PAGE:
As Rev. Sydney Kim plopped into her office chair and saw all of the theology and ministry books on her bookcases, she whispered, “none of these helped me at the meeting last night.”
Her head was still ringing with all of the key lines of last night’s passive-aggressive argument – also known as the church committee meeting:
- “I don’t think that it was as good as it could have been. My grand-daughter agrees with me.”
- “Why should we mess with it at all? Our long-term members actually love it the way that it is.”
- “Let’s get one of our youth to do it. We need to go for younger people, right?
To a stranger without context, it might have sounded like a crisis management meeting. But, it wasn’t.
- It was a meeting about the church website. Rev. Kim had been wanting to bring it up since before she was appointed there just three months ago.
On the one hand, she realized that this was a mistake.
- They were not ready to make decisions critical to the church’s future. She might have been too new to bring it up.
On the other hand, she learned the core leadership task at hand:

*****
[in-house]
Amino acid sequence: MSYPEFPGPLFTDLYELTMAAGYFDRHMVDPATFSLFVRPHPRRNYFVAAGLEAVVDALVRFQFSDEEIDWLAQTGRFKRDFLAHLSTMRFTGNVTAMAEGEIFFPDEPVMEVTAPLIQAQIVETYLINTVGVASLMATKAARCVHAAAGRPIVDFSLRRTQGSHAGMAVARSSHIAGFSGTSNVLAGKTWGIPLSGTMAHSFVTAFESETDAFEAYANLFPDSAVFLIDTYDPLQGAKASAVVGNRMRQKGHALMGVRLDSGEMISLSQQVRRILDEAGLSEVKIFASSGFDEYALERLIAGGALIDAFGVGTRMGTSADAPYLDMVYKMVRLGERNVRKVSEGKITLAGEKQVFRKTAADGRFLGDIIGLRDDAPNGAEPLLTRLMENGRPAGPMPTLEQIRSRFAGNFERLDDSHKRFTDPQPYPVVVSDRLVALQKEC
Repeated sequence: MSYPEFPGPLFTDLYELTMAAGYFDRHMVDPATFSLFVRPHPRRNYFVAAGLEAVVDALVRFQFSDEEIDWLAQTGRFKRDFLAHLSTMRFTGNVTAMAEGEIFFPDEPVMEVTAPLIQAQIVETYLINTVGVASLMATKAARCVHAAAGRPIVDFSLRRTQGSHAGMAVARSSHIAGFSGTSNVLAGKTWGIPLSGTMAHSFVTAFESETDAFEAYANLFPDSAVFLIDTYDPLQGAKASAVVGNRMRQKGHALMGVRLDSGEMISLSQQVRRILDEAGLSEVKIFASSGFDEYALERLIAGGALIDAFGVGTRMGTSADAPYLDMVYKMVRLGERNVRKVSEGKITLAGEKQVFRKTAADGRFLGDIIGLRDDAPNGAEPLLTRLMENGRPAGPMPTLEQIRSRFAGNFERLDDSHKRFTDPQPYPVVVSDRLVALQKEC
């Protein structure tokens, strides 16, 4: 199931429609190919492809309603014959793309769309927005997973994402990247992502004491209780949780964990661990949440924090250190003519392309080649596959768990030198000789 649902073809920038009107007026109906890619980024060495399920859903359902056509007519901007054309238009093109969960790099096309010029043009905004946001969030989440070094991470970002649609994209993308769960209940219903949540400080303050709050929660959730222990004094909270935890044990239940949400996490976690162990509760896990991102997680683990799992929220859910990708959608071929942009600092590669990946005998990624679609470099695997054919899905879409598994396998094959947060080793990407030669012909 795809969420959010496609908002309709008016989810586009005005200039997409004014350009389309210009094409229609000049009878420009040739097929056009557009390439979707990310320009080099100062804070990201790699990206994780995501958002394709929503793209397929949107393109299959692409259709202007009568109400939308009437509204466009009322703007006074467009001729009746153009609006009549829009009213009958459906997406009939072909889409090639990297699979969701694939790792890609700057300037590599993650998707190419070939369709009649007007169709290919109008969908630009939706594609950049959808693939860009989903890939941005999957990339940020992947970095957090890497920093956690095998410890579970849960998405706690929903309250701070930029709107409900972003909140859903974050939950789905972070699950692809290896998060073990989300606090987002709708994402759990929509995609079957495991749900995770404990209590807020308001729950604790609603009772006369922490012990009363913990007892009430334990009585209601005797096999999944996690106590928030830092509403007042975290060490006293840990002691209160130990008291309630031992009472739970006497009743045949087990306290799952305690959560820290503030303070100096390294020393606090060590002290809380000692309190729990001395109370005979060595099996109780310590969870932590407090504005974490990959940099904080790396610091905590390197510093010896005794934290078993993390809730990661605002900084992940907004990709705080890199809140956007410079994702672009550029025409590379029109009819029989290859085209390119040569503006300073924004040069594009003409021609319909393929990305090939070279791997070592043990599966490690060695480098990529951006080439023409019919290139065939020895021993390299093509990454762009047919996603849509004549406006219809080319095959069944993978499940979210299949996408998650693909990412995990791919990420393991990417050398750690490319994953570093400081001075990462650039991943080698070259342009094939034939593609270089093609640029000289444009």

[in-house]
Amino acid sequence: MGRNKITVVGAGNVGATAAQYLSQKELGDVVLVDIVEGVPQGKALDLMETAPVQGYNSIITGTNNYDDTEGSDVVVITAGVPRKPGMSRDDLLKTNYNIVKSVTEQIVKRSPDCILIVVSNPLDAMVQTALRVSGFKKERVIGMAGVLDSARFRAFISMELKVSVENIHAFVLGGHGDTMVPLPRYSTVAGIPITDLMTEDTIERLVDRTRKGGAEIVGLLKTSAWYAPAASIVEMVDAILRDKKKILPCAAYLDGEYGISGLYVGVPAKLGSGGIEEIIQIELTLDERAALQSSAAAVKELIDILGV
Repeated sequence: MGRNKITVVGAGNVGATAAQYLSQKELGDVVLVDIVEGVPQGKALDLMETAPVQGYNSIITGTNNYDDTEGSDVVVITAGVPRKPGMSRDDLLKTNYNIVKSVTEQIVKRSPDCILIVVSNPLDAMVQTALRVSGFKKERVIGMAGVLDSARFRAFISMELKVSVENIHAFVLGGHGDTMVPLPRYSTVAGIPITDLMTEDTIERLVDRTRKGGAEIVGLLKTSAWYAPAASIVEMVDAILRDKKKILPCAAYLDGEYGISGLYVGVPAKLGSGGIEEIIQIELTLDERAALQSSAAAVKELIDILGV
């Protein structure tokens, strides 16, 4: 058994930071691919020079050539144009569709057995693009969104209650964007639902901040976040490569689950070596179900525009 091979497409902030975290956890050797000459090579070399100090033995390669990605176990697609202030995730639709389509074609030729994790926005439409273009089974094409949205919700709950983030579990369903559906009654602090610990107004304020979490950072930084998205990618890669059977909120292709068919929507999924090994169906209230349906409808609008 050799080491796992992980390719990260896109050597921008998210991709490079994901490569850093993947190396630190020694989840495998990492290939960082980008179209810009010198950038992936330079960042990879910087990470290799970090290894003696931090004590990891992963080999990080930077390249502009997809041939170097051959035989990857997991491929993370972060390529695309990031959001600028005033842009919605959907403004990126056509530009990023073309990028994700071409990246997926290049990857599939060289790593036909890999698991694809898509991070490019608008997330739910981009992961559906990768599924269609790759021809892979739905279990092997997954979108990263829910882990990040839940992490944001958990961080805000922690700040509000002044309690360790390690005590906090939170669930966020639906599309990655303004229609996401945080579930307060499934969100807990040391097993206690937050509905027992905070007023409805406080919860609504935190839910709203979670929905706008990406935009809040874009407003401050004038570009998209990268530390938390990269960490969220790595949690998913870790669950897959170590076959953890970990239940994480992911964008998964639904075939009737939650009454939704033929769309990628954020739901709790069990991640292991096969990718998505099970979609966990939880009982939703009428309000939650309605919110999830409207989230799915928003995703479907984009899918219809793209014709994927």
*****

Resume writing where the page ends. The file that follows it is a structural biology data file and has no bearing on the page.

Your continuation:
- Building committee decision-making skills, with the future in mind. The longest long-term members had the most difficult time with this.
Before any big decisions, the committee would have to have, at minimum, a shared awareness of:
- Societal, cultural, and local trends – based on data, not just something that they heard from someone that they knew
- Engaging in peaceful conflict – when it comes to disagreements or differences in preferences
- Creating new calling – because existing by and for the local church’s membership was not Christ’s aim in ministry
Now, 90 days in, Rev. Kim was wondering where she should start to get things going…